I have always longed to be what I am where I am. I've often forgotten. I continue to forget. At times I sit and stare at nothing in particular, lost in stillness, often despairing the impossible complexity of human social character and financial exchange economics.

In short, poverty, and avowed reliance on gift -- the courage to submit to the unsuspecting grace and kindness of unidentified passersby -- is an odd way to live in the world today.

The daily discipline of listening and responding to meaning is called obedience. This concept of obedience is far more comprehensive than the narrow notion of obedience as doing-what-you-are-told-to-do. Obedience in the full sense is the process of attuning the heart to the simple call contained in the complexity of a given situation. The only alternative is absurdity. Ab-surdus literally means absolutely deaf. If I call a situation absurd I admit that I am deaf to its meaning. I admit implicitly that I must become ab-audiens -- thoroughly listening, obedient. I must give my ear, give myself, so fully to the word that reaches me that it will send me. Being sent by the word, I will be obedient to my mission. Thus by doing the truth lovingly, not by analyzing it, I will begin to understand.
(Pp 2-3, Steindl-Rast)

It seems vast majorities of the world live by recompense and earned reward. Whole systems of world finance and religion operate under that rubric. Pay the price, earn rewards, be ransomed by savior, yield dividends on investment, and bank on what you deserve.

Lesser minorities look to grace, graciousness, and grateful acceptance of gift. Those that do this are not merely a lower-class tier of deprived unfortunates. Some are willing participants in the promise that all are loved, all are equal, and all are in one another's care.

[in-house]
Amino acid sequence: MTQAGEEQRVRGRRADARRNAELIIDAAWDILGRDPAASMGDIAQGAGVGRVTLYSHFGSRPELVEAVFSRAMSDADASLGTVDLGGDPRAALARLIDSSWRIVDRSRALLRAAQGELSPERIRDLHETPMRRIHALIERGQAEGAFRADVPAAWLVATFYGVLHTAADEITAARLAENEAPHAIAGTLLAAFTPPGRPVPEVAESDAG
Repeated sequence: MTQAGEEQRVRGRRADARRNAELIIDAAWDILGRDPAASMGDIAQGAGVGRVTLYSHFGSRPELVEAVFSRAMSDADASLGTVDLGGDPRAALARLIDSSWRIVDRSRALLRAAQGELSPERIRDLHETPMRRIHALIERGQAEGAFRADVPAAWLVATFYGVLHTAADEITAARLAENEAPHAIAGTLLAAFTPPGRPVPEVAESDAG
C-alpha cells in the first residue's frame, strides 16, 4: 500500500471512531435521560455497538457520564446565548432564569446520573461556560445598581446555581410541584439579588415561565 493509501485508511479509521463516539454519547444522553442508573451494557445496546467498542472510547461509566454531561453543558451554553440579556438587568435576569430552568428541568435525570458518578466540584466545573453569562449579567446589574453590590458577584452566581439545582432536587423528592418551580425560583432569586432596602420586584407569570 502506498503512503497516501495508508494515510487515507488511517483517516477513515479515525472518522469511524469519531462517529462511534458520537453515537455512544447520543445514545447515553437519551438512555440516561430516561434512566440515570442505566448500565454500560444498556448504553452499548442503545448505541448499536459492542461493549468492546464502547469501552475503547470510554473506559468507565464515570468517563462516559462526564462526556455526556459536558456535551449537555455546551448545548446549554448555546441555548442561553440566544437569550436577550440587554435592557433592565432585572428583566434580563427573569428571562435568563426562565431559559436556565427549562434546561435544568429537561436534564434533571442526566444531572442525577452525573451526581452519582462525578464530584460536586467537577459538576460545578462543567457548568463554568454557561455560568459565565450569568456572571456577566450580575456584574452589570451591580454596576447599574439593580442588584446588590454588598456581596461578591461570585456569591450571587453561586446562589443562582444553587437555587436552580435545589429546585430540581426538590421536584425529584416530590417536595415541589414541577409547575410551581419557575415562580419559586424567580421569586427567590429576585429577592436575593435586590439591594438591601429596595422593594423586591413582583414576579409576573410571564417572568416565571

What is my confusion?

Isn't earth, heaven, and spirit/word -- (sacred compassion, stillness itself, and true silence/creative sound) -- my true home?

Lao-tzu said, "The greatest revelation is stillness."

Dare I dwell there?

Obediently.

Within each.

Hermitage.

Wednesday, June 02, 2004

What if we felt the actual world, accepting what we felt?

It is a troubling consideration:
1. We are not who we think we are; and
2. Wherever we go, there we are.

All people fundamentally
Possess the wisdom of
Bodhi-prajna.
If they cannot be
Awakened to it,
It is because their minds
Are under delusion.
You should know that
The Buddha nature of the
Ignorant and of the
Enlightened are the same,
The only difference being
That the former are deluded whereas
The latter are awakened to it.

- Altar Sutra

Mu-ge, in drizzly rain outside kitchen window, hunkered and leapt into tall grass under bird feeder. He aimed for chipmunk stepping off bulkhead into grass under dining room window. Mu-ge missed. Back in house he knocks strawberry basket off kitchen table to floor -- a consolation conquest.

Each one of us is where we are. More than a statement about location, saying we are where we are is a statement about our essence and existence.